A week back on the BV before a problem strikes it low again. During the ride to the office on Friday, I was getting strange behavior from the Check Engine light. The Piaggio BV500 always starts with the Check Engine light on for 8-10 seconds, then once it settles into a normal idle, the light goes out. Friday, it worked like normal, until I was about halfway to the office. Then it came back on. That is unusual. As I came to the next stop however, off it goes. Traffic starts moving, and as I get up to speed the light is back on.
Fortunately, I am close enough to the office at this point that I just keep an eye on things and get there. Nothing audible to indicate a major failure, so I am not all that worried. Get to the office, check my references and start testing. I figure it is either something on the air intake side of the fuel system or it is electrical. I start with the electrical, because my instincts and the lack of any change in engine sound or performance says it probably isn't in the mechanical side of the works. Sure enough, at idle voltage across the battery is an even 12, but adding any throttle, the voltage is climbing up into the 14-17 range. That's not good, it's a voltage regulator. Fortunately, it's an easy fix, if you have the part. Unfortunately, it was friday, and though I could have gotten one locally friday, it would have meant paying a premium and patronizing a dealership that I refuse to do business with. So I called Floyd over at Vespa Marietta and asked him to get me one.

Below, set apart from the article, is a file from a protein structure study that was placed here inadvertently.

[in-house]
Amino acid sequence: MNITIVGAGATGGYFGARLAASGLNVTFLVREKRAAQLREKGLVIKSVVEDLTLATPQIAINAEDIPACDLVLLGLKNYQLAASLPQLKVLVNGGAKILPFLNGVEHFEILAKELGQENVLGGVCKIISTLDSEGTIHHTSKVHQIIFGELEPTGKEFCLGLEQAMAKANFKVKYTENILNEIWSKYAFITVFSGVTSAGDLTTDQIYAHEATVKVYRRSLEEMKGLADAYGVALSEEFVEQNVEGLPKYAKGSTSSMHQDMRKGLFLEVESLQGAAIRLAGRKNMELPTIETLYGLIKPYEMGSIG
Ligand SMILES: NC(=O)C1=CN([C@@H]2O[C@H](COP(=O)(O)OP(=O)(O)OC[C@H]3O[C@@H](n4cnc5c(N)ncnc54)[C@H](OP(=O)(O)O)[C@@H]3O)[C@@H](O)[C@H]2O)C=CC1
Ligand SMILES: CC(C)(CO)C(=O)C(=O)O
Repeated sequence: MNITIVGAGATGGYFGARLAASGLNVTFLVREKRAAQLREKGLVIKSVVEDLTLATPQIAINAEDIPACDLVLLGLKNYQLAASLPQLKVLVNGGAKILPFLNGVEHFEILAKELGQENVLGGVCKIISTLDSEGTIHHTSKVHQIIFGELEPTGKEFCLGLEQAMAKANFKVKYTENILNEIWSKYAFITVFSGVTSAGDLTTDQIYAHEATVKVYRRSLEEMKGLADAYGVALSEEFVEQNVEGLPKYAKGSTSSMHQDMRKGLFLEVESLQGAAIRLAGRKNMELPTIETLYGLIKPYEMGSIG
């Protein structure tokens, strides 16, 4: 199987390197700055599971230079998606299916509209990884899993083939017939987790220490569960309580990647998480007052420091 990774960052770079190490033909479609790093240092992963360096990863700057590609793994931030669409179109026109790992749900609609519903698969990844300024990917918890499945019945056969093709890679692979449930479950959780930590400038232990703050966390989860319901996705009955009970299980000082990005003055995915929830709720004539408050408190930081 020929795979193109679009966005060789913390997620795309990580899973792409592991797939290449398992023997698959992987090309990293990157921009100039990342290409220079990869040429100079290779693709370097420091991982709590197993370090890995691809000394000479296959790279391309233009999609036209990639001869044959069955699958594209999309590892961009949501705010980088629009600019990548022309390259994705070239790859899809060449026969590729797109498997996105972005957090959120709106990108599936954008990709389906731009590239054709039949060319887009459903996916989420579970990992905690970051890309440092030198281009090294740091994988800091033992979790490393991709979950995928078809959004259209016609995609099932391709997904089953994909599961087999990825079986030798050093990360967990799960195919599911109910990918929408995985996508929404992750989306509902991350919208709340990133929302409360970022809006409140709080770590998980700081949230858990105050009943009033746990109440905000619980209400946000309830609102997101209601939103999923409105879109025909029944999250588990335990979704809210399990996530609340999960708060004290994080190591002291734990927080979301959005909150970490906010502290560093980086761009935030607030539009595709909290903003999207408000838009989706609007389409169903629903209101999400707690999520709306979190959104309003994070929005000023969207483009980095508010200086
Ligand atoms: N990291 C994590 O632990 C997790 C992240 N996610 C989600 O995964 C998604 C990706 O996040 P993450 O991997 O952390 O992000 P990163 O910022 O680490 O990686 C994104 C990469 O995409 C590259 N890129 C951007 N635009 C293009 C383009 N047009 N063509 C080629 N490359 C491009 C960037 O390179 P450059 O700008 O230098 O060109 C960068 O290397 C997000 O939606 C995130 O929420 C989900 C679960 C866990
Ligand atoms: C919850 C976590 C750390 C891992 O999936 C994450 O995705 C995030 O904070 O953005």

If there is one thing about using a scooter as a commuter that is inconvenient, it is the service conundrum. While you wait service is difficult. The BV hit 20k miles, so it was time for a big service. Belt, rollers, oil, valves & brakes. This is not an hour long service. All told, to have it done would be about $600+. I decided to do it myself. Fortunately, my brother had a bike sitting around largely unused as he does not like to ride in the heat of the summer, so I've had a loaner to work with for the last week or so while I have had the BV torn down.
The loaner for the week was a Ducati ST4s that has seen less miles than the BV500. Needless to say, short of both being of Italian origin, these two bikes could not be further apart in terms of the riding experience. It turns out, the differences are about more than the bikes themselves. Before I go too much further, let me preface this with some knowledge. Though I have ridden bikes with gears throughout the years, this is the first time I have spent time with a manual transmission as a commuter, so keep that in mind as you read the rest of my thoughts.